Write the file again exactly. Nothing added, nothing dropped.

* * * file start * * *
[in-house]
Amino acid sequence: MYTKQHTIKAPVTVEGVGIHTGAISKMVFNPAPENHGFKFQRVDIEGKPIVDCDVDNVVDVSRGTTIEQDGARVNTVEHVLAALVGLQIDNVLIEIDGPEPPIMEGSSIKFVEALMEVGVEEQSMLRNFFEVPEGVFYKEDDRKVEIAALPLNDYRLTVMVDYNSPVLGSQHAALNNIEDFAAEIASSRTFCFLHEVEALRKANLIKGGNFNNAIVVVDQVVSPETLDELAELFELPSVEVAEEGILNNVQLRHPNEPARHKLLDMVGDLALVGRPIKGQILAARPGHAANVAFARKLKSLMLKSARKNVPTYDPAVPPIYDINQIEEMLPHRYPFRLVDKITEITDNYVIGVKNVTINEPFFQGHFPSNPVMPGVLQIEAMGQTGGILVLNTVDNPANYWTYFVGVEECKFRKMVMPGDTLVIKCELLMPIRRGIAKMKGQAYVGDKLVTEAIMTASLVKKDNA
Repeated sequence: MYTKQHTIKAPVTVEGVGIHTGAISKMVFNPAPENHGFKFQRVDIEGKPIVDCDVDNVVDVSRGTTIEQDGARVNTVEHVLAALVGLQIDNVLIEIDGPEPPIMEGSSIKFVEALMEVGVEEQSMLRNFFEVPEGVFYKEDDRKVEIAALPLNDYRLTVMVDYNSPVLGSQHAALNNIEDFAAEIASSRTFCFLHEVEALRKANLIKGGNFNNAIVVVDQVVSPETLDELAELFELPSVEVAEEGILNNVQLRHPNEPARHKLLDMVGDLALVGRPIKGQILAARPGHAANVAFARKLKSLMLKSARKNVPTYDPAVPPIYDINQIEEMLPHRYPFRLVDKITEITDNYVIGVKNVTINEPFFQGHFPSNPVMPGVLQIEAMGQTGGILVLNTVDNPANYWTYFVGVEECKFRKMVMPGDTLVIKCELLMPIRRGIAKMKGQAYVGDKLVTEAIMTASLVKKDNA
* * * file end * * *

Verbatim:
[in-house]
Amino acid sequence: MYTKQHTIKAPVTVEGVGIHTGAISKMVFNPAPENHGFKFQRVDIEGKPIVDCDVDNVVDVSRGTTIEQDGARVNTVEHVLAALVGLQIDNVLIEIDGPEPPIMEGSSIKFVEALMEVGVEEQSMLRNFFEVPEGVFYKEDDRKVEIAALPLNDYRLTVMVDYNSPVLGSQHAALNNIEDFAAEIASSRTFCFLHEVEALRKANLIKGGNFNNAIVVVDQVVSPETLDELAELFELPSVEVAEEGILNNVQLRHPNEPARHKLLDMVGDLALVGRPIKGQILAARPGHAANVAFARKLKSLMLKSARKNVPTYDPAVPPIYDINQIEEMLPHRYPFRLVDKITEITDNYVIGVKNVTINEPFFQGHFPSNPVMPGVLQIEAMGQTGGILVLNTVDNPANYWTYFVGVEECKFRKMVMPGDTLVIKCELLMPIRRGIAKMKGQAYVGDKLVTEAIMTASLVKKDNA
Repeated sequence: MYTKQHTIKAPVTVEGVGIHTGAISKMVFNPAPENHGFKFQRVDIEGKPIVDCDVDNVVDVSRGTTIEQDGARVNTVEHVLAALVGLQIDNVLIEIDGPEPPIMEGSSIKFVEALMEVGVEEQSMLRNFFEVPEGVFYKEDDRKVEIAALPLNDYRLTVMVDYNSPVLGSQHAALNNIEDFAAEIASSRTFCFLHEVEALRKANLIKGGNFNNAIVVVDQVVSPETLDELAELFELPSVEVAEEGILNNVQLRHPNEPARHKLLDMVGDLALVGRPIKGQILAARPGHAANVAFARKLKSLMLKSARKNVPTYDPAVPPIYDINQIEEMLPHRYPFRLVDKITEITDNYVIGVKNVTINEPFFQGHFPSNPVMPGVLQIEAMGQTGGILVLNTVDNPANYWTYFVGVEECKFRKMVMPGDTLVIKCELLMPIRRGIAKMKGQAYVGDKLVTEAIMTASLVKKDNA